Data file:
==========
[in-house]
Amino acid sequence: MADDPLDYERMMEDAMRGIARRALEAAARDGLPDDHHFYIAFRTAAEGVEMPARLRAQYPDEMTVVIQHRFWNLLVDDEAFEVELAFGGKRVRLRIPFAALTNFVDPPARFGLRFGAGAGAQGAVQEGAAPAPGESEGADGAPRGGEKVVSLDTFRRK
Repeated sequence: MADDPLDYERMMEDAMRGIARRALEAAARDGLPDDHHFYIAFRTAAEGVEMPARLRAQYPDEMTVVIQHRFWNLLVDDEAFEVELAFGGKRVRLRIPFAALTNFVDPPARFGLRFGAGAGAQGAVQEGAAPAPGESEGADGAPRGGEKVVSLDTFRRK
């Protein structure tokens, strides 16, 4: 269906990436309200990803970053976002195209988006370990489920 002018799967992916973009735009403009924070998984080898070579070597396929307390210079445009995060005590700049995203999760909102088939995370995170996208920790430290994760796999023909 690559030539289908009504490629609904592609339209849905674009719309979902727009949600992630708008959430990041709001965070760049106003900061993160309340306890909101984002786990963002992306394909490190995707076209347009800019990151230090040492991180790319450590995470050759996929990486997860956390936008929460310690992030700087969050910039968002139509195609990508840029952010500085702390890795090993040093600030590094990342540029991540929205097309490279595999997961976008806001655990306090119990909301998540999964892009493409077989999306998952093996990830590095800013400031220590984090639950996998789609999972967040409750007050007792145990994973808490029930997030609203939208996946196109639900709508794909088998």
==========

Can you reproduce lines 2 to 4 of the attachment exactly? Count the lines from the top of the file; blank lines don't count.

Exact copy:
Amino acid sequence: MADDPLDYERMMEDAMRGIARRALEAAARDGLPDDHHFYIAFRTAAEGVEMPARLRAQYPDEMTVVIQHRFWNLLVDDEAFEVELAFGGKRVRLRIPFAALTNFVDPPARFGLRFGAGAGAQGAVQEGAAPAPGESEGADGAPRGGEKVVSLDTFRRK
Repeated sequence: MADDPLDYERMMEDAMRGIARRALEAAARDGLPDDHHFYIAFRTAAEGVEMPARLRAQYPDEMTVVIQHRFWNLLVDDEAFEVELAFGGKRVRLRIPFAALTNFVDPPARFGLRFGAGAGAQGAVQEGAAPAPGESEGADGAPRGGEKVVSLDTFRRK
């Protein structure tokens, strides 16, 4: 269906990436309200990803970053976002195209988006370990489920 002018799967992916973009735009403009924070998984080898070579070597396929307390210079445009995060005590700049995203999760909102088939995370995170996208920790430290994760796999023909 690559030539289908009504490629609904592609339209849905674009719309979902727009949600992630708008959430990041709001965070760049106003900061993160309340306890909101984002786990963002992306394909490190995707076209347009800019990151230090040492991180790319450590995470050759996929990486997860956390936008929460310690992030700087969050910039968002139509195609990508840029952010500085702390890795090993040093600030590094990342540029991540929205097309490279595999997961976008806001655990306090119990909301998540999964892009493409077989999306998952093996990830590095800013400031220590984090639950996998789609999972967040409750007050007792145990994973808490029930997030609203939208996946196109639900709508794909088998």